Welcome to Laser Pointer Forums - discuss green laser pointers, blue laser pointers, and all types of lasers

Review of the Assassin 405nm Adjustable Focus Rechargeable Violet Laser


Active member
Nov 1, 2006

Manufactured by: (Unknown)
Last updated 05-06-20


The Assassin 405nm Adjustable Focus Rechargeable Violet Laser (hereinafter probably referred to as simply the Assassin) is a violet-emitting, directly-injected laser. That is, it produces violet laser radiation directly, without the need for messy, fragile nonlinear crystals like those green laser pointers and the amberish-yellow and 473nm blue ones as well. It uses a single 18650 rechargeable Li:ION cell meaning you'll never need to make a store run for batteries.

It is advertised to output 5mW of laser radiation at ~405nm; it has a spectrographcally measured wavelength of 402.14nm with a power output measured at 41mW.

It comes in a handsome brass body with a black finish.


To get the laser to turn on, first be certain that there is a freshly-charged 18650 Li:ION cell installed. If there isn't, then install it (see directly below), and THEN you can go irradiate something.

Insert one of the included interlock keys into the keyway (keyhole) in the tailcap, rotate it ¼ of a turn clockwise, and pull the key straight out.

Aim the laser well-away from your face first.
Press & hold down the button on the barrel for as long as you want or need the laser spot, and release pressure on the button to turn the laser back off.

When you're finished using it, insert one of the included interlock keys into the keyway, rotate it ¼ of a turn counterclockwise (anticlockwise), and pull the key straight out.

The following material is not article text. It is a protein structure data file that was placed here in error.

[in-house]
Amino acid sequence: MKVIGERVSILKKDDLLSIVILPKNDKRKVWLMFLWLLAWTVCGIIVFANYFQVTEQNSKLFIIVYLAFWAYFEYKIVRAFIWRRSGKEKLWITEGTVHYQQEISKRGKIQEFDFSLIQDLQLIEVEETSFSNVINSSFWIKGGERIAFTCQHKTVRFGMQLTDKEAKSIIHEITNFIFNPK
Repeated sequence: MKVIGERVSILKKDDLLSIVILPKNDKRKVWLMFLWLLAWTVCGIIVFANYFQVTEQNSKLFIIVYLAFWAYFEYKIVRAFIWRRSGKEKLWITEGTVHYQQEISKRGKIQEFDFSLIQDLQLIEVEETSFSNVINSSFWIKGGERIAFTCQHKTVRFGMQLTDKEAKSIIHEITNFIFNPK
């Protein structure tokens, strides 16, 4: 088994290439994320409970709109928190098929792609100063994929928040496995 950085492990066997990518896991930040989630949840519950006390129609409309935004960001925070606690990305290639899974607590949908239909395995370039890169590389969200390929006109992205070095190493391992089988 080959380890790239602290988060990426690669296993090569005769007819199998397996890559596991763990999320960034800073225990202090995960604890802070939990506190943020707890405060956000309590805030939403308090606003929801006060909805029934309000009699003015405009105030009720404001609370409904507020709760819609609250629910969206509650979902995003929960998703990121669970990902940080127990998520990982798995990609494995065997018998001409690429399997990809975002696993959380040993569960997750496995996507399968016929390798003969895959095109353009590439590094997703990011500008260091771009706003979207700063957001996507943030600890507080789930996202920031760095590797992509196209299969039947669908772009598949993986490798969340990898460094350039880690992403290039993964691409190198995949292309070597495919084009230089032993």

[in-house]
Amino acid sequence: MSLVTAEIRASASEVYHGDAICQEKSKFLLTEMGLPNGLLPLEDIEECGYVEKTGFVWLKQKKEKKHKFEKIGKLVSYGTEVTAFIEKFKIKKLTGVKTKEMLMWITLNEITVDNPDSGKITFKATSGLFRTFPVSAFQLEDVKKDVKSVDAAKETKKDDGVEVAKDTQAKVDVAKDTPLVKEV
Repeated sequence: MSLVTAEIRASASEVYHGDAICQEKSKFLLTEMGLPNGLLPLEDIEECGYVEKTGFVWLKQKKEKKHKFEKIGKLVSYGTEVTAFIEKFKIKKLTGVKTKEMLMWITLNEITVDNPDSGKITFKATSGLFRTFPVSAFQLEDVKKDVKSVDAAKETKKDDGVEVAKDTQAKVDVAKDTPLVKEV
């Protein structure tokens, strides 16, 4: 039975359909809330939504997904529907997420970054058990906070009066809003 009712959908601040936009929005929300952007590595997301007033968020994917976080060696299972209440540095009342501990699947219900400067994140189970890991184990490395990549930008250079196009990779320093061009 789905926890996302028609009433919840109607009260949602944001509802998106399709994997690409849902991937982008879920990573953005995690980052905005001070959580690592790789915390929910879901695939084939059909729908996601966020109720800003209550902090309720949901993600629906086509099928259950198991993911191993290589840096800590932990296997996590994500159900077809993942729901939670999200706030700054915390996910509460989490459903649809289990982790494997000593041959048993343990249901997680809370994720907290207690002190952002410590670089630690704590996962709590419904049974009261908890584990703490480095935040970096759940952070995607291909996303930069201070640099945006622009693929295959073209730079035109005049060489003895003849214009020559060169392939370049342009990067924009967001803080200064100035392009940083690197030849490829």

To adjust the focus of the Assassin, turn the bezel (the ring at the very front of the unit) counterclockwise (anticlockwise) to widen the beam, and turn it clockwise to tighten the beam back up.

To charge the battery in this violet laser , unscrew the laser's tailcap, and set it aside.

Tip the flat 18650 cell and into your hand, and pop it into the included charger (see directly below).

Insert a freshly-charged 18650 Li:ION cell into the barrel, flat-end (-) negative first. This is the opposite of how batteries are installed in most flashlights, so please pay attention to polarity here.

Screw the tailcap back on, and be done with it.

Current usage measures 126.40mA.

To charge the 18650 cell, insert it into the charging cradle of the furnished charger, orienting it so that its button-end (+) positive faces the flat end of the charger, and plug it into any standard (in north America anyway) 110 to 130 VAC 60Hz household wall receptacle (it can be used on European power -- typically 220 to 240VAC 50Hz though you'll have to obtain a plug style adapter for your country.)

A red light on the charger will come on to let you know that the charge cycle is in progress. When this light turns green, you may safely unplug the charger, remove the battery from it, and reinstall it in your Assassin laser.

This is a self-contained laser , and not a flashlight meant to be carried around, thrashed, trashed, and abused - so I won't try to drown it in the toliet tank, bash it against a steel rod or against a concrete porch, let my mother's big dog's ghost or my sister's kitty cats piddle (uranate) on it, run over it with a 450lb Celebrity motorised wheelchair, stomp on it, use a small or medium ball peen hammer in order to bash it open to check it for candiosity, fire it from the cannoñata, drop it down the top of Mt. Erupto (I guess I've been watching the TV program "Viva Piñata" too much again
- candiosity is usually checked with a laser-type device on a platform with a large readout (located at Piñata Central {aka. "Party Central"}), with a handheld wand that Langston Lickatoad uses, or with a pack-of-cards-sized device that Fergy Fudgehog uses; the cannoñata (also located at Piñata Central) is only used to shoot piñatas to piñata parties away from picturesque Piñata Island, and Mt. Erupto is an active volcano on Piñata Island), send it to the Daystrom Institute for additional analysis, or perform other indecencies on it that a flashlight might have to have performed on it. So this section of the web page will be ***SIGNIFICANTLY*** more bare than this section of the web page on a page about a flashlight.